This article was first published on 2007-07-20. Due to the age of this article, it is included here for archive purposes only.
One of the more interesting features available for purchase with a new Mac is a service called .mac or dotMac as it is often written. Touted as the center of your digital world by Apple, it is a yearly subscription service costing $99 that provides you with an email address, web hosting, and 1 gigabyte of online storage available on a virtual drive called iDisk.
The real beauty of dotMac is how integrated it is with the iLife suite of applications. iPhoto, iMovie, GarageBand, iDVD, iTunes and iWeb all have a button allowing you to publish material to your dotMac account. No technical knowledge is needed to do any of this, including setting up a website using iWeb.
Using Apple’s templates, you can have a beautiful looking website published in less than an hour, which can be a great way for a small business to get their website off the ground quickly. iWeb plus dotMac is also an excellent way to build personal websites for slideshows, movies and blogs, and the ease of use allows users to focus on produc-ing content and not worrying about HTML code.
DotMac is more than just a hosting service though; is also touted as a backup and online file sharing utility. You can store files, contacts and calendar information on your account and share this with fellow workers or family members. This drive can be accessed from any computer, giving you a great way of sharing and keeping files you might need within reach.
The online hard drive portion of the service is limited due to its size of only 1 gigabyte, but more is available for purchase at the cost of $50 for 2 more gigabytes or $100 for 4 more gigabytes of space. If you use a Mac for work, this alone can be worth the cost of the subscription. However dotMac is far from perfect.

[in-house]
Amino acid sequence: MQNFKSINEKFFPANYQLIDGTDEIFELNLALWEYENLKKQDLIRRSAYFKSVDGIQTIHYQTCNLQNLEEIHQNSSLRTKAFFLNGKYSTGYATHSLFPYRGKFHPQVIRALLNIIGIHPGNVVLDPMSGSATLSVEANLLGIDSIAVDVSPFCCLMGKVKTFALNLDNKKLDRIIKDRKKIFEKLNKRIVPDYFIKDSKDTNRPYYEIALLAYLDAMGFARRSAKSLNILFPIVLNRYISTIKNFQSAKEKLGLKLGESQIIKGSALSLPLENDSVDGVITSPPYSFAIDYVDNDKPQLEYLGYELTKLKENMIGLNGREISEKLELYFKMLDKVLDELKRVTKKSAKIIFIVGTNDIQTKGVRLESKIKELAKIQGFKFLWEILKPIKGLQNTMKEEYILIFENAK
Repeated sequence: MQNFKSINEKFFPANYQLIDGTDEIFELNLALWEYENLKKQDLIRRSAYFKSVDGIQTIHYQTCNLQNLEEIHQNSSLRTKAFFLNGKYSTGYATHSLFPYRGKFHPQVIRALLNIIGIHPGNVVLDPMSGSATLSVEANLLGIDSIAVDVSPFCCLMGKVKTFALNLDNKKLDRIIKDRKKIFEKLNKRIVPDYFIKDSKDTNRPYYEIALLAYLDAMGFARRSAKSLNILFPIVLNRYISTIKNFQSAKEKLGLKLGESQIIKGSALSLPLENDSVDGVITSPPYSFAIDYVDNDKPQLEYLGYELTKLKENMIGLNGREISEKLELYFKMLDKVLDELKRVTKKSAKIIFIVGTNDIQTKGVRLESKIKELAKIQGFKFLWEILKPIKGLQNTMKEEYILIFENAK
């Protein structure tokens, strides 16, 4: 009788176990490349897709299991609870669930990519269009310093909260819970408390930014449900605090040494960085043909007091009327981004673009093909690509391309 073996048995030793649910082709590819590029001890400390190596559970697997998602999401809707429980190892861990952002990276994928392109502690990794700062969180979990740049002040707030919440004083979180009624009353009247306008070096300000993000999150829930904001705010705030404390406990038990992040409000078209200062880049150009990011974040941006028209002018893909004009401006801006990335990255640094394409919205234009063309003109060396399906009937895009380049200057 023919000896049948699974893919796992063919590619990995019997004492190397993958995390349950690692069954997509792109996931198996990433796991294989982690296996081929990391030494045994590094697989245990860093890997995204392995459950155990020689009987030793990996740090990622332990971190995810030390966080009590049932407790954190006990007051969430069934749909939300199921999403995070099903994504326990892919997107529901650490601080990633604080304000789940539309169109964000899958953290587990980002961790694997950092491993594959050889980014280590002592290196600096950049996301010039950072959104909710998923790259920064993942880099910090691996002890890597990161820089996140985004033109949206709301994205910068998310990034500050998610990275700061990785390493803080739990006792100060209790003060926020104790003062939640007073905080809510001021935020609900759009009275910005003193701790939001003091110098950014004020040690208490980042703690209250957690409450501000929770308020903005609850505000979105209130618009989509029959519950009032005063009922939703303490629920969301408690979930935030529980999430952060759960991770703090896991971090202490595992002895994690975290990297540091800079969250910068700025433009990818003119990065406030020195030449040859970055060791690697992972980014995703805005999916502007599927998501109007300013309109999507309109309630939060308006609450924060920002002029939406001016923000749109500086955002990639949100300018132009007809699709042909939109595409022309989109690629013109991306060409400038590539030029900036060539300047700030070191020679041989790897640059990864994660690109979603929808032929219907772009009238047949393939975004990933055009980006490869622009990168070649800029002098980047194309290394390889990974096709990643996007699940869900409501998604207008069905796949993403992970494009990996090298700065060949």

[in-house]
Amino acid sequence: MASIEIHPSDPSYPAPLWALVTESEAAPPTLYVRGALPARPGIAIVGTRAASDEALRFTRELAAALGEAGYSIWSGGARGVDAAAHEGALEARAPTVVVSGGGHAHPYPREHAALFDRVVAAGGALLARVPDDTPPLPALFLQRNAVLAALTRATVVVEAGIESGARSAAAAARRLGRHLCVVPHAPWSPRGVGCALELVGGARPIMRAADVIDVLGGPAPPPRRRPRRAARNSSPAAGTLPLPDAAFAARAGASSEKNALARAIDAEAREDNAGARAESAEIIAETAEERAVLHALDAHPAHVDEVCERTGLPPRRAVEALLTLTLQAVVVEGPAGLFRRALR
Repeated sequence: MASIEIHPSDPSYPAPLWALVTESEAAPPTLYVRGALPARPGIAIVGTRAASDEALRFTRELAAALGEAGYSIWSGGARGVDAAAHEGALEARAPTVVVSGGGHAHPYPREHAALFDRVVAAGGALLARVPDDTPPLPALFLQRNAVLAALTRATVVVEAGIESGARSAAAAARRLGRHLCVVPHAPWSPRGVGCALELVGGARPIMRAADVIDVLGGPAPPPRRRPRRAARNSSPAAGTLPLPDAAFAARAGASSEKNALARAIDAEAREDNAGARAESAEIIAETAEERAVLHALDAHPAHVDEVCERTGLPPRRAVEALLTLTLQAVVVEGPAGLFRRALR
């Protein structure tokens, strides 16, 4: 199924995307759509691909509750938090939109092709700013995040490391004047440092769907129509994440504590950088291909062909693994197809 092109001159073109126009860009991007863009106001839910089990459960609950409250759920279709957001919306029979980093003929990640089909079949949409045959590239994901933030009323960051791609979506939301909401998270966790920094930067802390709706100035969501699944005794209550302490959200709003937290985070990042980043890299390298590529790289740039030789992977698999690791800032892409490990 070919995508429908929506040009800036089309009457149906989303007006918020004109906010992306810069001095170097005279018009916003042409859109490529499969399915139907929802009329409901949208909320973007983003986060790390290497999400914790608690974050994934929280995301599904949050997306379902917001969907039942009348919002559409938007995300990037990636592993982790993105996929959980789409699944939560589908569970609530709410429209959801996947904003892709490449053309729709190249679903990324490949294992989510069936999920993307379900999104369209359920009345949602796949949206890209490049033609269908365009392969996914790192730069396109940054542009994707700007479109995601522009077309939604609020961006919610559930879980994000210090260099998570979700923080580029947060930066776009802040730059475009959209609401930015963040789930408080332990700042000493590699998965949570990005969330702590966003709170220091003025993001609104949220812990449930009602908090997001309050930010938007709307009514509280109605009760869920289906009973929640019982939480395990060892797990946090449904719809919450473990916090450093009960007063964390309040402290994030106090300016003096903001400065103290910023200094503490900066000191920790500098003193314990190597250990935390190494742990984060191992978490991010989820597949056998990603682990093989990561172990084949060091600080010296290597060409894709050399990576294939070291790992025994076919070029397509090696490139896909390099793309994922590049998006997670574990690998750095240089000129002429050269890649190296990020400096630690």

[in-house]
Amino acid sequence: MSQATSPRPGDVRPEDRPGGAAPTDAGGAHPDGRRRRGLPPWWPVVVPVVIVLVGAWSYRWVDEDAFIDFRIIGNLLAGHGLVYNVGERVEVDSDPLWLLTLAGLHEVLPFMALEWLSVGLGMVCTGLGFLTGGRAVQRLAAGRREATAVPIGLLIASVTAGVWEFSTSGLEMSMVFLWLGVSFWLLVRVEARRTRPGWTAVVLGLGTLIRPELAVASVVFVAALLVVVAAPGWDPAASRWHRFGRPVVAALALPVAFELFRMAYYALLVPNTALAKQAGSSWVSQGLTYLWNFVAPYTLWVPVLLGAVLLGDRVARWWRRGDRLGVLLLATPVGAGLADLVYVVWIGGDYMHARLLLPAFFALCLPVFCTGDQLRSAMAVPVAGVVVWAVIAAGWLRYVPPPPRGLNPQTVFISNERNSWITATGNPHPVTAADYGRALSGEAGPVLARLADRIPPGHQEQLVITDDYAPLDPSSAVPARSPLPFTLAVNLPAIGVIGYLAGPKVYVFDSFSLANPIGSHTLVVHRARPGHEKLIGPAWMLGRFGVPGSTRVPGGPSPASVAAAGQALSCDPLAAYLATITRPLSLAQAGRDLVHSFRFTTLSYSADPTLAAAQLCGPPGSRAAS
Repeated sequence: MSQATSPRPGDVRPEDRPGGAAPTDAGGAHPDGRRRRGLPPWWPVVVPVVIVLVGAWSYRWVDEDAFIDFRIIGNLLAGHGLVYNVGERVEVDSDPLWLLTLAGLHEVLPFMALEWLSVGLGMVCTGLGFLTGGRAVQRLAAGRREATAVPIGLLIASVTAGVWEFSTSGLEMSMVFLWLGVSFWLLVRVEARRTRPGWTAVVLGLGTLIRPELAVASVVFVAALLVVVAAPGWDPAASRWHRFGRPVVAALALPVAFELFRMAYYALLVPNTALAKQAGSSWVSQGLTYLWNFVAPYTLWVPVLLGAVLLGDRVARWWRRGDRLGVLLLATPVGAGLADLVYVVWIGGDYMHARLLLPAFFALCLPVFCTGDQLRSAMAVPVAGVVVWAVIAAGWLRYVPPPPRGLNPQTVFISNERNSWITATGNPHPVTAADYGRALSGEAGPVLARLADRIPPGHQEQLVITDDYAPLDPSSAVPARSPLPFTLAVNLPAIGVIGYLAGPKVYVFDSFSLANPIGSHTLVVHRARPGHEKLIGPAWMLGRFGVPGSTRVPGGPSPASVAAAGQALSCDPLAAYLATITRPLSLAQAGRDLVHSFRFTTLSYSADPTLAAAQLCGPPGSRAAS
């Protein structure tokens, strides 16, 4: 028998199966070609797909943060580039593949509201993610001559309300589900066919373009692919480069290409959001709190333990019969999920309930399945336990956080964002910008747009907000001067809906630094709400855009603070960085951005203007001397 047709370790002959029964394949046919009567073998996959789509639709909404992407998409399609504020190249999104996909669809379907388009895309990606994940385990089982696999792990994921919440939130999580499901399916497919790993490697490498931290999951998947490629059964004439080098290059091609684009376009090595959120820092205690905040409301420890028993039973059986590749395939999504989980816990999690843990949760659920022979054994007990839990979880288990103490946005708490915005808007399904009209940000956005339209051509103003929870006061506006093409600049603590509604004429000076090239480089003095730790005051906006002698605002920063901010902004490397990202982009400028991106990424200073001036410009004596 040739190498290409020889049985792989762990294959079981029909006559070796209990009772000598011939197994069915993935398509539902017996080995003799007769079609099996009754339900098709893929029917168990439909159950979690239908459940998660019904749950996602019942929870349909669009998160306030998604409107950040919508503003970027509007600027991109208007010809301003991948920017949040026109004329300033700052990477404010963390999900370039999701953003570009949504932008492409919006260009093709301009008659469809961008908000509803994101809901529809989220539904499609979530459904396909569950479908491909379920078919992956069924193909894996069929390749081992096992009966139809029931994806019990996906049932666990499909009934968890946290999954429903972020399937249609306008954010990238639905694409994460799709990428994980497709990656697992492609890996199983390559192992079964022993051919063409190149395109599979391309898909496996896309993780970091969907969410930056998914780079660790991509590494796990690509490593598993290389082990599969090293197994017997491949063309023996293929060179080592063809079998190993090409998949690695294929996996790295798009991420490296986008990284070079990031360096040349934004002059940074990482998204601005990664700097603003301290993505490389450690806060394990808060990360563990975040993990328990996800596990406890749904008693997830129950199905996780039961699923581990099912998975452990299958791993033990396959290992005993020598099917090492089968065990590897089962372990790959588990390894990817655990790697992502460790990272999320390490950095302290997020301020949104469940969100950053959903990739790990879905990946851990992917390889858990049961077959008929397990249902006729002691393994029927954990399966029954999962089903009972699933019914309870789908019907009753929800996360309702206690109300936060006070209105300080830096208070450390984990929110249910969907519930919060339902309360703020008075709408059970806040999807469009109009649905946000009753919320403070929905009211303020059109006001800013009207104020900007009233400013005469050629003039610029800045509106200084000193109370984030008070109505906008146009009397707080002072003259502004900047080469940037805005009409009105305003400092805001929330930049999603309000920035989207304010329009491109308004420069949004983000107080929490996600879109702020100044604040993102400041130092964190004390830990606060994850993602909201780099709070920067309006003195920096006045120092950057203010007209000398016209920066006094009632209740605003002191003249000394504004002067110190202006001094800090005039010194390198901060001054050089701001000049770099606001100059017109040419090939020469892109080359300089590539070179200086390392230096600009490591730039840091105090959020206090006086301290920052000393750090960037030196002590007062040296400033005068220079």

The mail portion of dotMac is simply called Mail and is by far the weakest offering of the features touted by Apple. It is a slow email service that doesn’t handle large email files well. Overall, the Mail service in dotMac is easily beaten by free offerings in the web email world such as Yahoo mail or Gmail by Google. There is also the risk of using dotMac for your primary email due to the headache of changing email addresses should you discontinue the dotMac service.
Additionally, there are a bunch of smaller features that are nice to have, but don’t warrant the use of dotMac on their own. They include: syncing your data across several computers, forming online Groups to facilitate communication for a group such as a class or soccer team, sending email cards, as well as calendar and photo publishing. So now that you know what .mac can do, is it worth the cost?
It depends on what you are going to use it for. This is a service that is a jack of all trades, master of none in that there are far better options in every category that can be had for cheaper. However the true strength of dotMac is the ease of use that allows users with no technical knowledge to be sharing files, building websites and just generally doing things that less technical users have been unable to acheive. The iDisk is also beautifully integrated within OS X, providing online storage that works like another hard drive in your computer.
In the end, dotMac is an excellent service in the way it’s integrated with iLife and for its ease of use, but for the cost the size of the storage space along with the bandwidth allowed for the websites posted to dotMac accounts, it is not the most economically friendly option.
The bottom line is that if you want to make a small website, share some pictures, movies or mp3’s, or organize several calendars across multiple machines, dotMac is right for you. A quick and easy website alone can be worth your $99 if you haven’t learned to make a web site on your own. But if you just need high-speed hosting, lots of online disk space or excellent mail management, you may want to look elsewhere.
One last note: It is widely expected that dotMac will get an overhaul this fall when Leopard comes out, so if you use it, you might be looking at a free upgrade in the short term.
If you do decide to get .Mac, you can throw MFM a bone by clicking our .Mac link on our Support page before you subscribe and Apple will throw us a few dollars. Thanks!
Did this article answer your questions about getting .Mac? Let us know in the Comments section below!